This is Bacon’s method of observation and induction. To put it in a nutshell: pure untainted observation is good, and pure observation cannot err; speculation and theories are bad, and they are the source of all error. (Myth of the Framework, p. 84)

Popper labels the Baconian view of science “Observationalism.” Popper goes on to say that the Baconian view of science (which is still held widely today even by many scientists) is actually a religious dogma.

Bacon, I suggest, was not a scientist but a prophet. … He had the vision of a new age, of an industrial age which would also be an age of science and of technology. …Thus the new religion of science held a new promise of heaven on earth – of a better world which with the help of new knowledge, men would create for themselves. Knowledge is power, Bacon said, and this idea, this dangerous idea, of man’s master over nature – of men like gods – has been one of the most influential of the ideas through which the religion of science has transformed our world. (Myth of the Framework, p. 85-86)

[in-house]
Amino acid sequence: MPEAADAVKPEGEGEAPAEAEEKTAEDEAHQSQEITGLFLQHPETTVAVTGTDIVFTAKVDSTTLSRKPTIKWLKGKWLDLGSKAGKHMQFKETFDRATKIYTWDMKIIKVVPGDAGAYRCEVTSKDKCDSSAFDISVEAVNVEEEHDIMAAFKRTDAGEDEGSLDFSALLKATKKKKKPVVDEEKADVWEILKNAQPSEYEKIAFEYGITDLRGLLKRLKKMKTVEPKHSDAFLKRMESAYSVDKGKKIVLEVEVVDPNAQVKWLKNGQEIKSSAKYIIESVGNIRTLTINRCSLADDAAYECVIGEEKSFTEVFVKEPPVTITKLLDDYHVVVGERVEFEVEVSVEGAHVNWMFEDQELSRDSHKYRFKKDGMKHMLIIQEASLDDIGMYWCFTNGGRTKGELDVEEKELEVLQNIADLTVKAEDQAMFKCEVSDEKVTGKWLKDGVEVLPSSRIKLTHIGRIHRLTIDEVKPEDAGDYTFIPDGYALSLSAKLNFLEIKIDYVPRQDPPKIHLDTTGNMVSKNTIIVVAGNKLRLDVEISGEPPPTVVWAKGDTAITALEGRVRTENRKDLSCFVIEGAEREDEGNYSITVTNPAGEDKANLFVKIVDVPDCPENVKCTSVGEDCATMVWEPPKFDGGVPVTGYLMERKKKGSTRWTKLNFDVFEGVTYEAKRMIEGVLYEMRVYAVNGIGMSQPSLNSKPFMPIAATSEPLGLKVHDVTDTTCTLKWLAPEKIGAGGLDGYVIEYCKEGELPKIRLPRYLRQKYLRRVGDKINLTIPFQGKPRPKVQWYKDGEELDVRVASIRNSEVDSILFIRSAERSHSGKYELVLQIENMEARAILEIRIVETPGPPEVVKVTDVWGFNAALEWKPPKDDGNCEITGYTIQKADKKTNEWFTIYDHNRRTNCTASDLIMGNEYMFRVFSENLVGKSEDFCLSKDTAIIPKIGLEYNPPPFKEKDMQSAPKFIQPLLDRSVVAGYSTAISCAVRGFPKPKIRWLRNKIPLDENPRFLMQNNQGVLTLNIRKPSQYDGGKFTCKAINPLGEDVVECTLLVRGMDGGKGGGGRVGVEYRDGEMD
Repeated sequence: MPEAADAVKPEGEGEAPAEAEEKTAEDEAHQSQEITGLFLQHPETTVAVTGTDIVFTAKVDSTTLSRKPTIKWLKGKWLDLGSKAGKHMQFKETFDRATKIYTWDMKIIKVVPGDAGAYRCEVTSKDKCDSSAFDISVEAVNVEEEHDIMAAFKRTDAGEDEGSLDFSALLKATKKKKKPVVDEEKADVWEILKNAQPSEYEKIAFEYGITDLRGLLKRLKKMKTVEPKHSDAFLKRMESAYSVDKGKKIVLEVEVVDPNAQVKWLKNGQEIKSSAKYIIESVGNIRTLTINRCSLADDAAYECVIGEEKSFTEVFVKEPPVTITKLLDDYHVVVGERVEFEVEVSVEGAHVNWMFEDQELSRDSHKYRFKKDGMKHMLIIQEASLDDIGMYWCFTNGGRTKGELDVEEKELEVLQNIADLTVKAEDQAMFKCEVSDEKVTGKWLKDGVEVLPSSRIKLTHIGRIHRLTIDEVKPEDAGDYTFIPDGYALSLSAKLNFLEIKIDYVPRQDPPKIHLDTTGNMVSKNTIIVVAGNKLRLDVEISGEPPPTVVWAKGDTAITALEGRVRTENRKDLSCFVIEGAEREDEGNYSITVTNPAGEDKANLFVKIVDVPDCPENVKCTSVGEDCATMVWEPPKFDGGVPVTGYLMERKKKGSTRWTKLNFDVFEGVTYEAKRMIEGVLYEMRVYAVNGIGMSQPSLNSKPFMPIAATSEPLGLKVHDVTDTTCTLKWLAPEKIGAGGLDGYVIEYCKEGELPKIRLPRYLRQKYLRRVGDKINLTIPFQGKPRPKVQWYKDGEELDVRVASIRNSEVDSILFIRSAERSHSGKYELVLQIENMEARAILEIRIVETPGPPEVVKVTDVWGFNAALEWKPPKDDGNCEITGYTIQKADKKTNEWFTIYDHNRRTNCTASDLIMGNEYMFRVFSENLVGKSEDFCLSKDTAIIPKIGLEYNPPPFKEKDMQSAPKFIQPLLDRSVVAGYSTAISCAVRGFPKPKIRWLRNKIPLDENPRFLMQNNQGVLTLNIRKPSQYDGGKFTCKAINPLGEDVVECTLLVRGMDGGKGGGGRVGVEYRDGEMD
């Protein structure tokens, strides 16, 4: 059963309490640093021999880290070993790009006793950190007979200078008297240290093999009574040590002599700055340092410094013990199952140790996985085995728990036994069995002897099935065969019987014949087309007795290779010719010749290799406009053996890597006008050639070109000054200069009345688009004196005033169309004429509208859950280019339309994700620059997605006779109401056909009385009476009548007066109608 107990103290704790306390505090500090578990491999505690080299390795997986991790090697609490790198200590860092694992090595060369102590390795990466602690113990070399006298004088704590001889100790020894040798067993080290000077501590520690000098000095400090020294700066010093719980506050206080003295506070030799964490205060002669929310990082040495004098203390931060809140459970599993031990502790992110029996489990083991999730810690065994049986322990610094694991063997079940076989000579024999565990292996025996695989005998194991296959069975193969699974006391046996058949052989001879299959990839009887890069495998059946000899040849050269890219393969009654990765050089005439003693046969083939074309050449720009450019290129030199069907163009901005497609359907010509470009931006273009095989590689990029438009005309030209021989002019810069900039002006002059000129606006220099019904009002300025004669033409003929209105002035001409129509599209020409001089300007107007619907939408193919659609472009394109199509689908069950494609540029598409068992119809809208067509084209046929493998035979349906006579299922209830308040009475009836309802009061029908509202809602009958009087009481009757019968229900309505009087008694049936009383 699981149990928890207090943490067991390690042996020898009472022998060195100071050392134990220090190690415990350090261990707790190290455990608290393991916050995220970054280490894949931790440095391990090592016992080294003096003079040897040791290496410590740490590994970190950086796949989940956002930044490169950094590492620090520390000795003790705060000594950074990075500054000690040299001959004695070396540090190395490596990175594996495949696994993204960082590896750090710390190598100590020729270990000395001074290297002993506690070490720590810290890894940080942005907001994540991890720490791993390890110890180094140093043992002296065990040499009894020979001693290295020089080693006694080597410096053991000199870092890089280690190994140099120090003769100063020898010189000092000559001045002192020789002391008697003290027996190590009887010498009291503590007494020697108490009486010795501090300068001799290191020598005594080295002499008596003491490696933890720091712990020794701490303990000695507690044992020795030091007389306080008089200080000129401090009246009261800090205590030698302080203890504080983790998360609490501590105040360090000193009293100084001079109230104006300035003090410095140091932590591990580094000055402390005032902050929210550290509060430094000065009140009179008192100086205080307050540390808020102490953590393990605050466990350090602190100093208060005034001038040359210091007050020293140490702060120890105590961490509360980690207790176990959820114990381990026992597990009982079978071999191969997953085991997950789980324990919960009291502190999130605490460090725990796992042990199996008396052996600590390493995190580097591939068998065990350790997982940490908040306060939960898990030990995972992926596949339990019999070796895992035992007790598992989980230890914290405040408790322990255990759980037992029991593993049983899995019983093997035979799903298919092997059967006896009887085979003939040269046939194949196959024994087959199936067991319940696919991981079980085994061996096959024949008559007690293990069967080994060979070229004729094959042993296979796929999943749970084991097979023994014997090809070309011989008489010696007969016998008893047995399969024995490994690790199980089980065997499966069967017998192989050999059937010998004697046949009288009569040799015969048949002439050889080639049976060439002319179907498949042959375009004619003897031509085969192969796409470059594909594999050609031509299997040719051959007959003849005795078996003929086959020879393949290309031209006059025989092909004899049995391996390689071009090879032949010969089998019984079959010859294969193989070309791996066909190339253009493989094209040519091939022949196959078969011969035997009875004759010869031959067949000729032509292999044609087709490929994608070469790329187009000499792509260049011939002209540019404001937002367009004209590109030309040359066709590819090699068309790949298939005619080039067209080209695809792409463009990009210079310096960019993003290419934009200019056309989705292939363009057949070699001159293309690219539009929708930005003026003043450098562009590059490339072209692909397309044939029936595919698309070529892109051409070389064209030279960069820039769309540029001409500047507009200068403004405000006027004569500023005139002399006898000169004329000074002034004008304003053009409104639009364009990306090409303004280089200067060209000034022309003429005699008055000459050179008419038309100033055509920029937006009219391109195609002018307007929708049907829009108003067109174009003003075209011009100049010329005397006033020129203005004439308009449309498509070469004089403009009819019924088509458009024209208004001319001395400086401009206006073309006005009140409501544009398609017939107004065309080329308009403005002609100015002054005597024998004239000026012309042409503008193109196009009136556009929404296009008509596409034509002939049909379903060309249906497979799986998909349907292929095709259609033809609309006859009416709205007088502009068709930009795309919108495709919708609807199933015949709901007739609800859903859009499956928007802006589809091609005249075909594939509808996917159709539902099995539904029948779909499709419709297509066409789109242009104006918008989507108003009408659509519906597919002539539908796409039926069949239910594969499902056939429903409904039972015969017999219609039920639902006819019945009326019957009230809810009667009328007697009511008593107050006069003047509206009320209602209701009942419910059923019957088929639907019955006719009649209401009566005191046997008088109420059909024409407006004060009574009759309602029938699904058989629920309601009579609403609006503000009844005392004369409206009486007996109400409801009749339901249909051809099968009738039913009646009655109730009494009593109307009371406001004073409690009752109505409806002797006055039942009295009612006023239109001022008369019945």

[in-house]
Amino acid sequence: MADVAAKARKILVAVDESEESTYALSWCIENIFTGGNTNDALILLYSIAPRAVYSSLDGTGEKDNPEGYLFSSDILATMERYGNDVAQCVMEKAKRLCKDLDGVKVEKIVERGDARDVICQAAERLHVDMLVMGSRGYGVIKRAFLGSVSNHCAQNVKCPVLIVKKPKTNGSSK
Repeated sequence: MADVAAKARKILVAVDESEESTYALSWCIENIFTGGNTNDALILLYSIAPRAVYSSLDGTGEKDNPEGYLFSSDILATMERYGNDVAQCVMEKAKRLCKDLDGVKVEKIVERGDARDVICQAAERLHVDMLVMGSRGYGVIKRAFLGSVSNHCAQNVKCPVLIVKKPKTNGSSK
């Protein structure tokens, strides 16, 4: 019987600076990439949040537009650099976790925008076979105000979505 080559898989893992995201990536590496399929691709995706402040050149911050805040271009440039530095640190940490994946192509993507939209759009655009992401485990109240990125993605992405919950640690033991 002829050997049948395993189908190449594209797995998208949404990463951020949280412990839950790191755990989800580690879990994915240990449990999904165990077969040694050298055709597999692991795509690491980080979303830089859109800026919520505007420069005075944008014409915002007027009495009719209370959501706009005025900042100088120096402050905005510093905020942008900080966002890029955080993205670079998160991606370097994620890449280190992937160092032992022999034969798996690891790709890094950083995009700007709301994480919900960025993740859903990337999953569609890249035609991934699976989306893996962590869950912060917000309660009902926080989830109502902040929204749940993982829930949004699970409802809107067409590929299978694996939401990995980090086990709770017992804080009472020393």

Bacon was thus a founder of a short of anti-Church – one that proved useful, but not necessarily scientific in nature.

However, as an epistemology, Baconian Observationalism, and its foundation of induction, is disproven.

As Popper points out:

Bacon, the philosopher of science, was, quite consistently, an enemy of the Copernican hypothesis. Don’t theorize, he said, but open your eyes and observe without prejudice, and you cannot doubt that the Sun moves and the Earth is at rest. (Myth of the Framework, p. 84-85)